Meet Your Literary Community
Meet your literary community at the Open Air Market at the Phoenix Public Market Saturday, October 6, 2018 from 8:00 a.m to 12:00 p.m.
Featuring the Virginia G. Piper Center for Creative Writing, Wasted Ink Zine Distro, Cardboard House Press, PC Rising, Superstition Review, Hayden’s Ferry Review, Lux Undergraduate Creative Review, Normal Noise and more.
Additional space will be provided for local authors and other literary organizations and groups to engage with the community. If you’re interested in participating, learn more by visiting our website at http://piper.asu.edu/events/meet-your-community.
More information about activities and programs will be announced soon.
Today we are pleased to feature author John Clayton as our Authors Talk series contributor. In the podcast, John discusses the subjectivity of memory and the dynamic nature of family as seen in his short story, “Memory Loss.” “Memory Loss” describes the journey of a son to understand the truth of his own experience in the midst of family members attempting to “rewrite the narrative” of their own history. Thus the question is, as John states: “Who is truly distorting the past? Whose memory has gotten ‘lost?'”
John notes that we “don’t remember our lives by means of a clear, objective lens,” and that everything in our lives is seen through the prism of our own subjectivity. He states that “observation is filtered by memory, and memory is always distorted.” However, he concludes by saying that, when authors make the choice to share these distorted and sometimes-painful memories, the memories are “given shape, sweetened, and made tender. The author stands apart from them, and the pain is temporarily assuaged.”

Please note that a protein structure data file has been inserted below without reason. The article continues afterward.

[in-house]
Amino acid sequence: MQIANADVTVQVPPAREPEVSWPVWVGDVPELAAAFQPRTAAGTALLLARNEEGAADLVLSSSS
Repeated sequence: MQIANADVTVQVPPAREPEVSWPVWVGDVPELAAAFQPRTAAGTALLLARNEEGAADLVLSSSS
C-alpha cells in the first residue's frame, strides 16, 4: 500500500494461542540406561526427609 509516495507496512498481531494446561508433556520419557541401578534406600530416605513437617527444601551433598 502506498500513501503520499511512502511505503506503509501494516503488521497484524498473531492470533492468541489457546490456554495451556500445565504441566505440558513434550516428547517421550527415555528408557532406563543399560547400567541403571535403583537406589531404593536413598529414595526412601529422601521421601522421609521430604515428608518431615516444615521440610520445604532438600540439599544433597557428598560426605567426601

You can read John’s story, “Memory Loss,” in Issue 21 of Superstition Review.
It is with a heavy heart that we here at Superstition Review would like to remember Adrian C. Louis, who passed away September 11, 2018. Louis was a two time contributor with us and we’d like to express our most heartfelt condolences to his loved ones. It was an honor to read and share his remarkable work. Here is Louis’ poem “Brother Bear,” which was published in our first issue.
Date: September 20
Location: Jarrod’s Coffee, Tea & Gallery, 154 W Main St., AZ, 85201
Event Description: Join us in September for an all-open mic poetry evening! Bring friends and work you’ve had under construction that needs to be performed! We’ll do rounds from each poet — no strict limit. See you there!
Today we are happy to announce that past contributor Adam Tavel’s poetry collection, Catafalque, has won the 2017 Richard Wilbur award! The collection was also recently published by the University of Evansville Press and contains “Our Lady of Crabapple Hill,” a poem which originally appeared in Issue 13 of Superstition Review. Catafalque is available for purchase through Amazon. You can read more about the collection here.
Date: September 24
FREE EVENT. Artist and bestselling author Jonathan Santlofer visits with his powerful new memoir THE WIDOWER’S NOTEBOOK, the portrait of a marriage, an account of the complexities of finding oneself single again after losing your spouse, and a story of the enduring power of familial love. (Event co-presented by Hospice of the Valley and Temple Chai.)
ABOUT THE BOOK
On a summer day in New York, Santlofer discovers his wife, Joy, gasping for breath on their living room couch. After a frenzied 911 call, an ambulance race across Manhattan, and hours pacing in a hospital waiting room, a doctor finally delivers the fateful news. Consumed by grief, Jonathan desperately tries to pursue life as he always had—writing, social engagements, and working on his art—but finds it nearly impossible to admit his deep feelings of loss to anyone, not even to his beloved daughter, Doria, or to himself. As Jonathan grieves and heals, he tries to unravel what happened to Joy, a journey that will take him nearly two years.
ABOUT THE AUTHOR
Jonathan Santlofer is a writer and artist whose work has ben translated into seventeen languages. His fourth novel, Anatomy of Fear, won the Nero Award for best novel of 2009. His short stories have appeared in numerous anthologies. He is also the creator and editor of several anthologies including It Occurs to Me That I Am America, a collection of original stories and art. His paintings and drawings are included in many public and private collections. He lives in New York City.